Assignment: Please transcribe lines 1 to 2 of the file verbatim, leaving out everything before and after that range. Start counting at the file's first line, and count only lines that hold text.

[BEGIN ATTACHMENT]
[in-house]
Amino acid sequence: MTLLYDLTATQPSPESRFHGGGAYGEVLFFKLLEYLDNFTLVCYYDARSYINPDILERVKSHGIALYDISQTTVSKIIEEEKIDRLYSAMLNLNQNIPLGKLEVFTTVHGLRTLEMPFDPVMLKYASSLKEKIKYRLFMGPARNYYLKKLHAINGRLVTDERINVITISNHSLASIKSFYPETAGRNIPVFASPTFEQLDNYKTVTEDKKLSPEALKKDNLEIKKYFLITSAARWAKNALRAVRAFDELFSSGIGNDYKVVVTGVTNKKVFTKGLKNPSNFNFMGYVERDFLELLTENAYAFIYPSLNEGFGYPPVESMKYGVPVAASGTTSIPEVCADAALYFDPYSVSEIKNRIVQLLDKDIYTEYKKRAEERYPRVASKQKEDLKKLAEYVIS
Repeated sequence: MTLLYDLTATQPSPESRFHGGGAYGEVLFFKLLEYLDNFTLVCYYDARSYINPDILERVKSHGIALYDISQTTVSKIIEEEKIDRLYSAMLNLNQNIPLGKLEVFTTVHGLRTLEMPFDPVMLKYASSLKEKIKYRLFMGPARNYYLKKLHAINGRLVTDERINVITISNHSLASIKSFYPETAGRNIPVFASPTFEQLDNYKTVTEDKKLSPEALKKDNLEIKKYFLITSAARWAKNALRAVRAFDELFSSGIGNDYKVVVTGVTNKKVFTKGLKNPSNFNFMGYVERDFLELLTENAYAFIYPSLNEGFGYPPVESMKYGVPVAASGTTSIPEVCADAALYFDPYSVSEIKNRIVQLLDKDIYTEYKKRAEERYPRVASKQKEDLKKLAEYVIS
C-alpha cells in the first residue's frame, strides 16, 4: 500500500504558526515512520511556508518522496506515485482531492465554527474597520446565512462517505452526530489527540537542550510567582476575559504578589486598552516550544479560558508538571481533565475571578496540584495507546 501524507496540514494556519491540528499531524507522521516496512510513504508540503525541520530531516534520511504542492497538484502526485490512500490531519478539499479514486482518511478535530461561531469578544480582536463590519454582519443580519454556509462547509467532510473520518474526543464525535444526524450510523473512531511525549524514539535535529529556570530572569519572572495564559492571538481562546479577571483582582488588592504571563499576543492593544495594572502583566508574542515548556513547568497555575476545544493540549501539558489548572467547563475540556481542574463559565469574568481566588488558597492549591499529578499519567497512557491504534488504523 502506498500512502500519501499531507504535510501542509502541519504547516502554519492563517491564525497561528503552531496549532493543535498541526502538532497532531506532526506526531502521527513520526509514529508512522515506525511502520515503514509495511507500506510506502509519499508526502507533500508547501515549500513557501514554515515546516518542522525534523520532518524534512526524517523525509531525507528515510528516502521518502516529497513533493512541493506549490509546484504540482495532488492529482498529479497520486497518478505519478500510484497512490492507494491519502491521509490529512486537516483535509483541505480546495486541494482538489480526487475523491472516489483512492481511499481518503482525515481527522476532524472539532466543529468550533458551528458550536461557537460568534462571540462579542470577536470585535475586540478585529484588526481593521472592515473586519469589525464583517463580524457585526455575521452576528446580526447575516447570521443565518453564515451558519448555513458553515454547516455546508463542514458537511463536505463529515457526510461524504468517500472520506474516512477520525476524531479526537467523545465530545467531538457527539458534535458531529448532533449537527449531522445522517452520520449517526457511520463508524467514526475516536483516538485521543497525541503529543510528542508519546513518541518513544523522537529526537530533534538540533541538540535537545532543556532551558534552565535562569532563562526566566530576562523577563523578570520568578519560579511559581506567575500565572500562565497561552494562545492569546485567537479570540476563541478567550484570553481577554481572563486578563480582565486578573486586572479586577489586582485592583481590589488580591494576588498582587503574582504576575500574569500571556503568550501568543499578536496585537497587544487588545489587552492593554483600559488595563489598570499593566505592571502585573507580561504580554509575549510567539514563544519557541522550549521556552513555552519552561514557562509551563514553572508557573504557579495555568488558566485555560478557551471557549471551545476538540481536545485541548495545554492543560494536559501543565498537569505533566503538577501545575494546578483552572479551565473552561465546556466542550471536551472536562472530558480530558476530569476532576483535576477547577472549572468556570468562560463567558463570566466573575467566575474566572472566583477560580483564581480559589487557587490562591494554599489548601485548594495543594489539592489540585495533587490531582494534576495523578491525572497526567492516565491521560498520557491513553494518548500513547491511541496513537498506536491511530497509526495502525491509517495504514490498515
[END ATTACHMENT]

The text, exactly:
[in-house]
Amino acid sequence: MTLLYDLTATQPSPESRFHGGGAYGEVLFFKLLEYLDNFTLVCYYDARSYINPDILERVKSHGIALYDISQTTVSKIIEEEKIDRLYSAMLNLNQNIPLGKLEVFTTVHGLRTLEMPFDPVMLKYASSLKEKIKYRLFMGPARNYYLKKLHAINGRLVTDERINVITISNHSLASIKSFYPETAGRNIPVFASPTFEQLDNYKTVTEDKKLSPEALKKDNLEIKKYFLITSAARWAKNALRAVRAFDELFSSGIGNDYKVVVTGVTNKKVFTKGLKNPSNFNFMGYVERDFLELLTENAYAFIYPSLNEGFGYPPVESMKYGVPVAASGTTSIPEVCADAALYFDPYSVSEIKNRIVQLLDKDIYTEYKKRAEERYPRVASKQKEDLKKLAEYVIS